Capturing and kidnapping Eichmann in a friendly country was complicated. In 1959, a new wave of anti-Semitic events sparked a growing determination in Israel to capture Nazi war criminals. Harel worked with a team of 11 volunteers in what was termed “a national and humane mission.” He had to overcome multiple technical impediments surrounding the capture. The 11 – many with direct connections to the Holocaust- flew to Argentina in April, 1960. The butcher, the baker, and candlestick maker were not among them: the forger, the doctor, and the make-up artist were. The Israeli team accomplished a near perfect mission, despite unnerving delays. The man described as the “personification of evil” appeared as an “ordinary man…a colorless personality” who “tried to become part of the team and behaved like a scared slave.”
With the capture of Eichmann accomplished, the second phase of the chronicle began.
Tamar Hausner Reveh was 14 years old when the trial began. Her family came to Israel after World War I when her grandfather was appointed as Poland’s Ambassador to Palestine – a journey that turned into “a five star aliyah,” commented Raveh.
She recalled that her father had questioned his ability to represent the six million without being one of them. Gideon Hausner did, indeed, become “the voice of the six million.” The recently appointed State Attorney decided to act as the trial’s Chief Prosecutor. That decision, says Raveh “changed my family’s life…when Eichmann walked into our door, he never really stepped out.”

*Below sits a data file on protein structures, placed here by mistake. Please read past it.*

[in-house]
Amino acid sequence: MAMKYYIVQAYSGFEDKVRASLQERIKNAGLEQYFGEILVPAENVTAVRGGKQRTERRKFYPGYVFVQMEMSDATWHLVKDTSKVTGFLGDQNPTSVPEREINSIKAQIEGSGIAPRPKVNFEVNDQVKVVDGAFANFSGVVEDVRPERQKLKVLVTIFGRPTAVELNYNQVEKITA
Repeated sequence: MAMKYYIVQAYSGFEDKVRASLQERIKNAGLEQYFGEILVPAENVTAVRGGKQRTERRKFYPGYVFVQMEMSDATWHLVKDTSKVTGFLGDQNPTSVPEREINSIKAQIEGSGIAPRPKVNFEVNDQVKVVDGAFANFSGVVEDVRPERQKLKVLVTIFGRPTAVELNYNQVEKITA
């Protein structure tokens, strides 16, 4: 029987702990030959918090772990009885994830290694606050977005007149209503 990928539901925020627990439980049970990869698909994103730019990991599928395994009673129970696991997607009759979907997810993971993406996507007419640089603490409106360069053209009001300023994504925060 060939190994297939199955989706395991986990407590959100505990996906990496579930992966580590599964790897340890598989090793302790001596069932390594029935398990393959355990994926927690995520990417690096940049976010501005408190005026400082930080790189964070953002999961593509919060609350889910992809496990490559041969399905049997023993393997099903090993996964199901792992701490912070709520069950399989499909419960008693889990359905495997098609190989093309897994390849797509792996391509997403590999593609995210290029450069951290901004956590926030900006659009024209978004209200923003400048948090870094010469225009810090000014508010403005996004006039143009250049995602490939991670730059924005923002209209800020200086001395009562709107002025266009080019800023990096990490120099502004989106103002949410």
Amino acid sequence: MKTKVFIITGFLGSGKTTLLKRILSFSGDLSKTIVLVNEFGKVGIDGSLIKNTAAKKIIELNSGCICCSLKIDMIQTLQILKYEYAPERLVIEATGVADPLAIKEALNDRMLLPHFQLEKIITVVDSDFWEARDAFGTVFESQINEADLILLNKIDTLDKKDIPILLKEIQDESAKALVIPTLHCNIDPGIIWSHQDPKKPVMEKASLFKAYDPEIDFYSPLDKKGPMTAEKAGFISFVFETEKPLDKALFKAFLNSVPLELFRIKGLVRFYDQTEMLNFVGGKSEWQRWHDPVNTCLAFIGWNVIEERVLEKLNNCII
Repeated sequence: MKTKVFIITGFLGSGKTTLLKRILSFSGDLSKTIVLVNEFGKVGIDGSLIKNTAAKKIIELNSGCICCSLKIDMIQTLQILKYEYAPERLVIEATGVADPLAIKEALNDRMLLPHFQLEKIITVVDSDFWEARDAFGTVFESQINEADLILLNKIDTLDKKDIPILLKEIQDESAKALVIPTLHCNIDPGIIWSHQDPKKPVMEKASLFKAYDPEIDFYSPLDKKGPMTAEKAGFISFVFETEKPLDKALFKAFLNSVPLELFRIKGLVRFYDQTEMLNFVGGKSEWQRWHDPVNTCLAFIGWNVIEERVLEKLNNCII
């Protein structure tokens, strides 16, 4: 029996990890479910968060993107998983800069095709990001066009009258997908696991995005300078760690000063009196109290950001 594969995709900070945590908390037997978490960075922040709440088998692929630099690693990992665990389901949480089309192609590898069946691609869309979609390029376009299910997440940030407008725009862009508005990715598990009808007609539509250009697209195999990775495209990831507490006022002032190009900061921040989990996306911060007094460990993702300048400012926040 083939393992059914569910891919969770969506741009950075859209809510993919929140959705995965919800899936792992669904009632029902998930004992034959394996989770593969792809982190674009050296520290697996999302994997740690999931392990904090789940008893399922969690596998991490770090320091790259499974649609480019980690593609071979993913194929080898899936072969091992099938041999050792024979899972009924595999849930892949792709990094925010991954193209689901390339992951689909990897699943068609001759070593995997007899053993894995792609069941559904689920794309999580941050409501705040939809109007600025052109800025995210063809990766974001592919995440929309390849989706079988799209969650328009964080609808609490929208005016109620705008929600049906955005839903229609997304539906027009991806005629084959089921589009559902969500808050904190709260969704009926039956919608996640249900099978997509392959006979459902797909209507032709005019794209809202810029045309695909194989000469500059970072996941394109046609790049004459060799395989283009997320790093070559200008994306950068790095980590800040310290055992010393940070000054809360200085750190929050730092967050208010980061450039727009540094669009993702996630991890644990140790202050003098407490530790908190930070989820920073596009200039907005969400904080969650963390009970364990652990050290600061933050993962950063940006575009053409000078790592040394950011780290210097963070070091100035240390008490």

Unlike the document based deliberations of the Nuremberg tribunals, the Eichmann Trial was “based on witness testimony.” For months before the trial began, the Hausner home was the venue for pre-trial interviews. Many of the survivors had been made to feel unwelcome, especially by young Israelis. Their experiences seemed so unreal that their very words were doubted. They remained reluctant to speak. The trial, said Consul General Aharoni, gave voice to the accounts of the witness to the Shoah. It provided a unique opportunity to enter the darkness of the Holocaust through the words and actions of its “Operations Manager” and emerge into the light of the future.
As the date of the trial approached, Hausner wrote and rewrote his opening remarks, even through the night before the trial. “I don’t stand alone.” He declared. “I stand with six million who cannot rise to their feet and cry ‘I accuse.'” “It falls to me to be their spokesman.”
Among the witnesses called was the writer Yehiel Dinur ‘Ka-Tzetnik.’ Shipped to Auschwitz, despite having an Argentinian visa, he was ordered to present his documents to Adolf Eichmann. The German shredded his papers, cursed him: “you Dirty Jew! You don’t go anywhere.” Auschwitz, testified Ka-Tzetnik, was “another planet.”
SS-Obersturmbannfuehrer Adolf Eichmann was executed by hanging May 31, 1962. He is the only person to have suffered capital punishment in the history of the State of Israel. “A nebbish,” “Mickey” Goldman-Gilead said in 1996. “Yet, the minute he opened his mouth, I felt the gates of the crematorium opening before me.”
Hausner, said his daughter, changed as the trial progressed. “In those days, he didn’t smile, he didn’t tell jokes. He cried twice; the first with Rivka Yosselevska who crawled out of a mass grave, still alive among the dead, and lived to tell of the horror. Tears came a second time, after Michael “Miki”Goldman scattered Eichmann’s ashes in the sea. “Justice,” said Hausner “has been done, but so late and so little.”